Send to

Choose Destination
J Rheumatol. 2002 Oct;29(10):2092-8.

Longitudinal measurement of methotrexate liver concentrations does not correlate with liver damage, clinical efficacy, or toxicity during a 3.5 year double blind study in rheumatoid arthritis.

Author information

Department of Medicine and Pathology, University of Iowa Hospitals and Clinics, Iowa City, Iowa, USA.



In patients with rheumatoid arthritis (RA), we examined whether methotrexate (MTX) and MTX polyglutamate accumulation in the liver correlated with clinical efficacy or clinical/laboratory toxicity. We also began preliminary examination of a new histologic index of liver histology (the Iowa Score) relative to the Roenigk grading system.


Forty patients with RA participated in a prospective, double blind, 3.5 year study of MTX treatment. Liver biopsies, liver MTX and MTX polyglutamate concentrations, laboratory tests, evaluation of disease activity, and evaluation of adverse events were done prospectively at baseline and at 1, 2, and 3.5 years. Biopsies were examined using the Roenigk grading system and an additional histological scoring system. Radiochemical ligand binding assays and HPLC methods were used to measure MTX and MTX polyglutamates. Statistical analysis included ANOVA, linear regression, and logistic regression modeling.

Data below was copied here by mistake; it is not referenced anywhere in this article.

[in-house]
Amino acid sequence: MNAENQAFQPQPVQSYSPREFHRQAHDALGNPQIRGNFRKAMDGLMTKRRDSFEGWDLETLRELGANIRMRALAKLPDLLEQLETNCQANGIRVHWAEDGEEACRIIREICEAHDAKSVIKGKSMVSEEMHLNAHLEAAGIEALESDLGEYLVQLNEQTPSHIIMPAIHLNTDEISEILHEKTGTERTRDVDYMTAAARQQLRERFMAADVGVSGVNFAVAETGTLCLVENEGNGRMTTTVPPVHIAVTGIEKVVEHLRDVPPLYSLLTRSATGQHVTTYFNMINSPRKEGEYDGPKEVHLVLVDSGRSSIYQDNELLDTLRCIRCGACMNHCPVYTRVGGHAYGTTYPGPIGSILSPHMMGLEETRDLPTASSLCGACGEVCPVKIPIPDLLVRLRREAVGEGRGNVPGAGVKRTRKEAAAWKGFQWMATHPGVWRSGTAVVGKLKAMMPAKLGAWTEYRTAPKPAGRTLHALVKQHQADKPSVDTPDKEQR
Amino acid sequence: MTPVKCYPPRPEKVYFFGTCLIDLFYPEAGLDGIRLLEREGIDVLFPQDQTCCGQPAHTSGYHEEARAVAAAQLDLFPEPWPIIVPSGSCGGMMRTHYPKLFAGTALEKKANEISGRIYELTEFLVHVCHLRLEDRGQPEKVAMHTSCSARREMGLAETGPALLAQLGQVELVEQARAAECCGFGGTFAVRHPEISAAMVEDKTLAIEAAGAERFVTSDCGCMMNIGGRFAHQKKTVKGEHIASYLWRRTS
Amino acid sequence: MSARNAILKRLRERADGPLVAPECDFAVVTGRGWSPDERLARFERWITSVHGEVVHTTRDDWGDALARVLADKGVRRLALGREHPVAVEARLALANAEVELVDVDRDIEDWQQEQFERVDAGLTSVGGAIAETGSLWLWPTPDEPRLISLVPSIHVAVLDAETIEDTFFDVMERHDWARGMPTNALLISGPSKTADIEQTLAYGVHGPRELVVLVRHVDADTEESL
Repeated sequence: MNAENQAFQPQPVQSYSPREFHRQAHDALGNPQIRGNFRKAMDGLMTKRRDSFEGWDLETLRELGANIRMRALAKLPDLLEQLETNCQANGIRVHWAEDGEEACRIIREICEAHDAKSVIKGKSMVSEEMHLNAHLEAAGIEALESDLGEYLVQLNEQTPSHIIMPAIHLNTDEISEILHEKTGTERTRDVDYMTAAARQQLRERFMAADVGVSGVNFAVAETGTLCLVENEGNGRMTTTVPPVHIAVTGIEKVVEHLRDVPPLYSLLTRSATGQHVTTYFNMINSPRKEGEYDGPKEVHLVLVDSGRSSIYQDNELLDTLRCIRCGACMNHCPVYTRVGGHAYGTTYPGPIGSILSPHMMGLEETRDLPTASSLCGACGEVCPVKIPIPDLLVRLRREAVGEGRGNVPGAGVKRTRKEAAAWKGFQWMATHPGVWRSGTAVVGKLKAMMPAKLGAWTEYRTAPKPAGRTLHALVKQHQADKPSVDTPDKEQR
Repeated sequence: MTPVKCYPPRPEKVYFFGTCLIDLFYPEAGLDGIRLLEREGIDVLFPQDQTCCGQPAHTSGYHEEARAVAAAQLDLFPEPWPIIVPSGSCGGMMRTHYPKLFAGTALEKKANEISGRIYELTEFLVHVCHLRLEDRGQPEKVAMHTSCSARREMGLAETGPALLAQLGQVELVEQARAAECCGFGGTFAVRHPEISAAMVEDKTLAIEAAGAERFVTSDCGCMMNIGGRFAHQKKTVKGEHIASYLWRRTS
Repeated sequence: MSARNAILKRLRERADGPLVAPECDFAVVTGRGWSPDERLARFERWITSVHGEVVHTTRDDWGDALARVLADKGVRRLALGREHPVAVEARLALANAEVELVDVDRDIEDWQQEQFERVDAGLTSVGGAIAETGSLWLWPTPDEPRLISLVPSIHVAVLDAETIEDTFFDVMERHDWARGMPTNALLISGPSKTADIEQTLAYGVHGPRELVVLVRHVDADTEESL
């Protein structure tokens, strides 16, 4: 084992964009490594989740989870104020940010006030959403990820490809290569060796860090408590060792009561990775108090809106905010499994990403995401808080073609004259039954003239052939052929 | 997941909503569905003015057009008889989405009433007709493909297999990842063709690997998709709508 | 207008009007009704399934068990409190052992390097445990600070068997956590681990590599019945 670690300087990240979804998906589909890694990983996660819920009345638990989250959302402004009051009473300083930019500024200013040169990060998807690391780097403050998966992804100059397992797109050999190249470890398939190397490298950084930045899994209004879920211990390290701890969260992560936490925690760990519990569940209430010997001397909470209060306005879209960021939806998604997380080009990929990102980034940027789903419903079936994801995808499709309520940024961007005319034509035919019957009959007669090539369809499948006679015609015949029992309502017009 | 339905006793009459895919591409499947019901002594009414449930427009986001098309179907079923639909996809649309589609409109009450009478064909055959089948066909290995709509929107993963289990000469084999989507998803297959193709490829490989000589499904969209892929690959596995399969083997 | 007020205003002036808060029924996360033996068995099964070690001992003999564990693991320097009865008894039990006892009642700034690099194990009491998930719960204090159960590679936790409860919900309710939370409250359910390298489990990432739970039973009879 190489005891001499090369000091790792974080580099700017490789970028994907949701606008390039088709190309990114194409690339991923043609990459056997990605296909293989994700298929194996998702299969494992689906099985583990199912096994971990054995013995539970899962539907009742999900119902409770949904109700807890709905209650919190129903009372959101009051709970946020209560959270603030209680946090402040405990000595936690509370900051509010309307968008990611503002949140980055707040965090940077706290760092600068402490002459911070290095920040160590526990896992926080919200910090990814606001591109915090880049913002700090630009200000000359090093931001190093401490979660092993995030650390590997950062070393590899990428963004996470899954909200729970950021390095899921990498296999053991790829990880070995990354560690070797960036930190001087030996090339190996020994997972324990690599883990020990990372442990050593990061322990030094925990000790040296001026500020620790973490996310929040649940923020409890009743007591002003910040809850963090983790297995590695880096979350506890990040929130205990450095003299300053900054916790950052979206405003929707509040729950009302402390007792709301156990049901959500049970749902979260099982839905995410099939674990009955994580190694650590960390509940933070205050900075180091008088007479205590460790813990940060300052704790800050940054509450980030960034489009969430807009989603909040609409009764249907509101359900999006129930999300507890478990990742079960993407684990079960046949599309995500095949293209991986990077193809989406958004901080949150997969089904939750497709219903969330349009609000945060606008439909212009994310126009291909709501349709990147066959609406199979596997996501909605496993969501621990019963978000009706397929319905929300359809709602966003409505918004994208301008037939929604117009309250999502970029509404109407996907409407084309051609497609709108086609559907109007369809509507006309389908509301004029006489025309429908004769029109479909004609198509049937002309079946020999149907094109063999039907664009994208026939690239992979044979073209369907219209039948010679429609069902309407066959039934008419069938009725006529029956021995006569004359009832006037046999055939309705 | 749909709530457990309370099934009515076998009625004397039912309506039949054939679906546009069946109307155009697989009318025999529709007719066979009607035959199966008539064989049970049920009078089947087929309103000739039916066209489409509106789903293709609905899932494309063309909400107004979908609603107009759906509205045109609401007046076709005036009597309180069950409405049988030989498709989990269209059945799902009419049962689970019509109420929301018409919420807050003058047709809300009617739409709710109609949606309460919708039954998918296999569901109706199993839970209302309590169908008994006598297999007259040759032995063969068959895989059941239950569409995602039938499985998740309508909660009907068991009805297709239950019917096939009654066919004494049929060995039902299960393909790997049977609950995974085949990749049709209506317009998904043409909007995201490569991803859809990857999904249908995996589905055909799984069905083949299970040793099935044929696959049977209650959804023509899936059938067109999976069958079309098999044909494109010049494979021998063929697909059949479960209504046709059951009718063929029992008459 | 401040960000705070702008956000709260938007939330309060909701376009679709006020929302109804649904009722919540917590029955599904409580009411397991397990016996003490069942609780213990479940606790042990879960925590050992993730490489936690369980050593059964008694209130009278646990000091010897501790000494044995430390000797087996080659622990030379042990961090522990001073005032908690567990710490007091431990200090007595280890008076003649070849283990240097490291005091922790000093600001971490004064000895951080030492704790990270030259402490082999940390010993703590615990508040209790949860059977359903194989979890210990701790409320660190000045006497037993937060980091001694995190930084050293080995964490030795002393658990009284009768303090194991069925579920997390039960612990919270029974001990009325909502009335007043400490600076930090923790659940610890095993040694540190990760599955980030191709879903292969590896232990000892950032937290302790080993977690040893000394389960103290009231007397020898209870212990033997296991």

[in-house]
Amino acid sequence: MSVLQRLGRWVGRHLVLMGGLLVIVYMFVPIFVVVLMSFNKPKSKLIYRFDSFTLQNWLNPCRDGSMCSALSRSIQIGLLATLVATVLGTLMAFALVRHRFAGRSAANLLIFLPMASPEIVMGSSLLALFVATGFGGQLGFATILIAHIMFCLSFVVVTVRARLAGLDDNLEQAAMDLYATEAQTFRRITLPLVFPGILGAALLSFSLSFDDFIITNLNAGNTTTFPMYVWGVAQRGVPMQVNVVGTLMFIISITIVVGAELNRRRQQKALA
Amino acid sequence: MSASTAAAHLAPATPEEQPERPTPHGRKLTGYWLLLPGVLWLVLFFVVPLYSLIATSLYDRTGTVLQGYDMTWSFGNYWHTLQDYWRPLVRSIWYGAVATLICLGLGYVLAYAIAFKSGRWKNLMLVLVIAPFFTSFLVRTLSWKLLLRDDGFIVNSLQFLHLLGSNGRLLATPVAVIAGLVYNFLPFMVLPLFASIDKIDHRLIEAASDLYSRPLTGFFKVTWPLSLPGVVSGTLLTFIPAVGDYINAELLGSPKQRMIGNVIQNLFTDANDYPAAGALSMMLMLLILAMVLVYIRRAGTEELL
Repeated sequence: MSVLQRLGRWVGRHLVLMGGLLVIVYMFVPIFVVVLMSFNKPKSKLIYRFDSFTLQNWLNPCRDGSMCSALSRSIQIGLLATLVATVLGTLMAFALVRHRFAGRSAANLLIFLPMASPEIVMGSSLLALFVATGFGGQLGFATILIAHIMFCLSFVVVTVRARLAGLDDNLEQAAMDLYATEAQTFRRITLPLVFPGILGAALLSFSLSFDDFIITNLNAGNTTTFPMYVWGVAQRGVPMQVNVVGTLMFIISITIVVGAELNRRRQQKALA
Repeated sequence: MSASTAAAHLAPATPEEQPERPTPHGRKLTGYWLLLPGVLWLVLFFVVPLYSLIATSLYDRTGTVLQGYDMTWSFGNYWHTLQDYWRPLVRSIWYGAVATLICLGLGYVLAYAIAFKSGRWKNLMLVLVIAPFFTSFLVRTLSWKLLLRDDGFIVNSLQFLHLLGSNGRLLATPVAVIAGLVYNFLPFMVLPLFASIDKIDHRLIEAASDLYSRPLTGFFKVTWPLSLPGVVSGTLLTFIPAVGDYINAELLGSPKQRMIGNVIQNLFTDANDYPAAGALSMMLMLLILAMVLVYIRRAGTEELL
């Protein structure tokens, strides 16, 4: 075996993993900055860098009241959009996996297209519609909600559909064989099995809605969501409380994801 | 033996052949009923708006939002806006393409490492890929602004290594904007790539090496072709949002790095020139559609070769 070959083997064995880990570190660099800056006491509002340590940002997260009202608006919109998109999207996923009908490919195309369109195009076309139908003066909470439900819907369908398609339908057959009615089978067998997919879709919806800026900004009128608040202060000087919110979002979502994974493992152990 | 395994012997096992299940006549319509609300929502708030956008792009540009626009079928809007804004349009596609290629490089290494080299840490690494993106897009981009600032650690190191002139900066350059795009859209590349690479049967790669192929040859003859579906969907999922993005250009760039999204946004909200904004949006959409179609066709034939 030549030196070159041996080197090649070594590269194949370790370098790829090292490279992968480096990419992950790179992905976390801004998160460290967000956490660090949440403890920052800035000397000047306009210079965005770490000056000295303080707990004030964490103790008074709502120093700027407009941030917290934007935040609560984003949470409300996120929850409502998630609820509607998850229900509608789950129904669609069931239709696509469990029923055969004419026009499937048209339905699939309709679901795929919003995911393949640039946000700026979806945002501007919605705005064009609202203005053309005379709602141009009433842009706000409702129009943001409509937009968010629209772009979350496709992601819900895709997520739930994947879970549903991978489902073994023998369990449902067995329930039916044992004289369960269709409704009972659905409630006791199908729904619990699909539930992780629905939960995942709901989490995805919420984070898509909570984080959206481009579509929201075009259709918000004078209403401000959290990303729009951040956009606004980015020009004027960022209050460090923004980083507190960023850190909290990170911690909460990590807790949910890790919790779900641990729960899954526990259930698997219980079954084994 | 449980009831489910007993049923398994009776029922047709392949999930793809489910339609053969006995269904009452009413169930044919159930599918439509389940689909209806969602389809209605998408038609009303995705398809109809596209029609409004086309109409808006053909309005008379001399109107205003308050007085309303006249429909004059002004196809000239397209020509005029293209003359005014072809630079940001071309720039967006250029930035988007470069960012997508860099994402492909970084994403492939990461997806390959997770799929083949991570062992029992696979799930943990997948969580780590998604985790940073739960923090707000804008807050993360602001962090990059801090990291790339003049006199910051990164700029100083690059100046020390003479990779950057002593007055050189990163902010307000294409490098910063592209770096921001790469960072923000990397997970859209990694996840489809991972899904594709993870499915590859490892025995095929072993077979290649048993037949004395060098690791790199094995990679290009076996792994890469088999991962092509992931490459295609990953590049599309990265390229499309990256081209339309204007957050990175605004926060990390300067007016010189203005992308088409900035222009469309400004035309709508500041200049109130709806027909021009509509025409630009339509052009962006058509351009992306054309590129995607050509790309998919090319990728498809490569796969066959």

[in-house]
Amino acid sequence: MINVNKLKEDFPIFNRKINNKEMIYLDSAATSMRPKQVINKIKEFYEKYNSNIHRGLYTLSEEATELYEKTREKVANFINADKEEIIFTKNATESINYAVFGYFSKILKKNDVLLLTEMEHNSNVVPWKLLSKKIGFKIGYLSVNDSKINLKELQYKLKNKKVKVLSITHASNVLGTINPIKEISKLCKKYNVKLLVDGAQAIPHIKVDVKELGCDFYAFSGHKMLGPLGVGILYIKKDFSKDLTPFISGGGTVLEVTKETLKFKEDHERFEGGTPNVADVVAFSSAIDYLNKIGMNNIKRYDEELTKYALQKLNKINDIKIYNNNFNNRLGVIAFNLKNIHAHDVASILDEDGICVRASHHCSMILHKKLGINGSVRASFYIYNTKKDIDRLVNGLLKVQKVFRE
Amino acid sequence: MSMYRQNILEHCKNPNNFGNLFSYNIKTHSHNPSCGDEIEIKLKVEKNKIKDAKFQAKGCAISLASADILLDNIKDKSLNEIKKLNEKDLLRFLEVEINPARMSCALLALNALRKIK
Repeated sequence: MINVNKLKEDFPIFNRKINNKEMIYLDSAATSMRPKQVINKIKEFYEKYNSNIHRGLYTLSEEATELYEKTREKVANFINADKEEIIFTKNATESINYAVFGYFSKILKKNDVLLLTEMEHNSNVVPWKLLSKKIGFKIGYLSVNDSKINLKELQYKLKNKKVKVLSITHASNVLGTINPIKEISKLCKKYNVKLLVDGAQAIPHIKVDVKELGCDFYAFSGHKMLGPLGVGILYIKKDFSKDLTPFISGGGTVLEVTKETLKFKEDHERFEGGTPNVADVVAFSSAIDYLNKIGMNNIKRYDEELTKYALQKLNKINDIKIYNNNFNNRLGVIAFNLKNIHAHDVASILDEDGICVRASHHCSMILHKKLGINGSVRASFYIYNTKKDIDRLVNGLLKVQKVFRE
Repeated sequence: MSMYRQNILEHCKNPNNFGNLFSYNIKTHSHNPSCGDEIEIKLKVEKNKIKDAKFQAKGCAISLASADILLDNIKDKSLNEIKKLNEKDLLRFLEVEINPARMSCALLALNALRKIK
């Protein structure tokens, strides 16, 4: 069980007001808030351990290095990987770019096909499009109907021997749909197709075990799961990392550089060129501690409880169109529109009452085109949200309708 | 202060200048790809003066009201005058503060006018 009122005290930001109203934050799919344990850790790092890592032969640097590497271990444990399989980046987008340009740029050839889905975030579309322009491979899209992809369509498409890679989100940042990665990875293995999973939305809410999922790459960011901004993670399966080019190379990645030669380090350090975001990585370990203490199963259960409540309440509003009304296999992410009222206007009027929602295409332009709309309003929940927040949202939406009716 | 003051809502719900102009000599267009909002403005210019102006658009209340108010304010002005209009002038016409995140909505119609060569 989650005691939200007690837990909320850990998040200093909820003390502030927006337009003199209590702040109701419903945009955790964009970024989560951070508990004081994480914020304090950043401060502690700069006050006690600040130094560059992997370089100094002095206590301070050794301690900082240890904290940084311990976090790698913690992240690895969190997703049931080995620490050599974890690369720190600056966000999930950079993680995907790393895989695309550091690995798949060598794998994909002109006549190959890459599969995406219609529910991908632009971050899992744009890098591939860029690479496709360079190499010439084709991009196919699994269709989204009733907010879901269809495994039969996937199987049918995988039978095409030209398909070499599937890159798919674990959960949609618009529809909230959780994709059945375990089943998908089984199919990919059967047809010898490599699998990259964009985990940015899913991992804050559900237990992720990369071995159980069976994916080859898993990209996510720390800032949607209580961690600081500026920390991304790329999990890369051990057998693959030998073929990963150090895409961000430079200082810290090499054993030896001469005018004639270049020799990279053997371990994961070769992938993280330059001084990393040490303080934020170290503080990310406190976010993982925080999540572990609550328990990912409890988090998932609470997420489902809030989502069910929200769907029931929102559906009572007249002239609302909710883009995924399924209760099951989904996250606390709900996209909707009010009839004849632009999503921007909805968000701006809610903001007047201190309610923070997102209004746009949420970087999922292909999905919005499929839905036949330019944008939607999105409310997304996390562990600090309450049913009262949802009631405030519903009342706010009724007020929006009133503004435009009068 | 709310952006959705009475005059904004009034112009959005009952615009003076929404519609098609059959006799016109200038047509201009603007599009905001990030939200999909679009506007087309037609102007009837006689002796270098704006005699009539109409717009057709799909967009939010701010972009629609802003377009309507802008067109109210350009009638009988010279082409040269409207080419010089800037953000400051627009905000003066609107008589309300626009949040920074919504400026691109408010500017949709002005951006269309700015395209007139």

No significant changes in the mean values of aspartate aminotransferase (AST), alanine aminotransferase (ALT), alkaline phosphatase, albumin, or hemoglobin occurred. A significant percentage of patients had at least one abnormal alkaline phosphatase, AST, or ALT (25 to 52%), although most abnormalities were small and transient. Histological abnormalities did not progress using either the Roenigk or the Iowa score. The last abnormal AST, the number of abnormal AST and ALT, and female sex correlated with histological liver abnormalities (r2 = 0.41) using a new preliminary histologic scoring system (the Iowa Score). Amount of alcohol use correlated with fatty change, and the MTX dose at biopsy was associated with liver histological abnormalities (p = 0.03 and 0.049, respectively). Total liver MTX concentrations were stable from Year 1 to Year 3.5 and the percentage of higher order polyglutamates was relatively high (38 to 56%) relative to monoglutamates. No correlation of these concentrations with clinical response or toxicity, histology, or liver function tests could be documented.


This analysis describes the accumulation and stabilization of MTX concentrations in the liver and examined correlations between MTX liver concentrations, patient demographics, liver histology, concomitant medications, and disease activity. No such correlations were found, decreasing the likelihood that MTX concentrations in serum would be useful measures to predict significant hepatotoxicity.

[Indexed for MEDLINE]

Supplemental Content

Full text links

Icon for HighWire
Loading ...
Support Center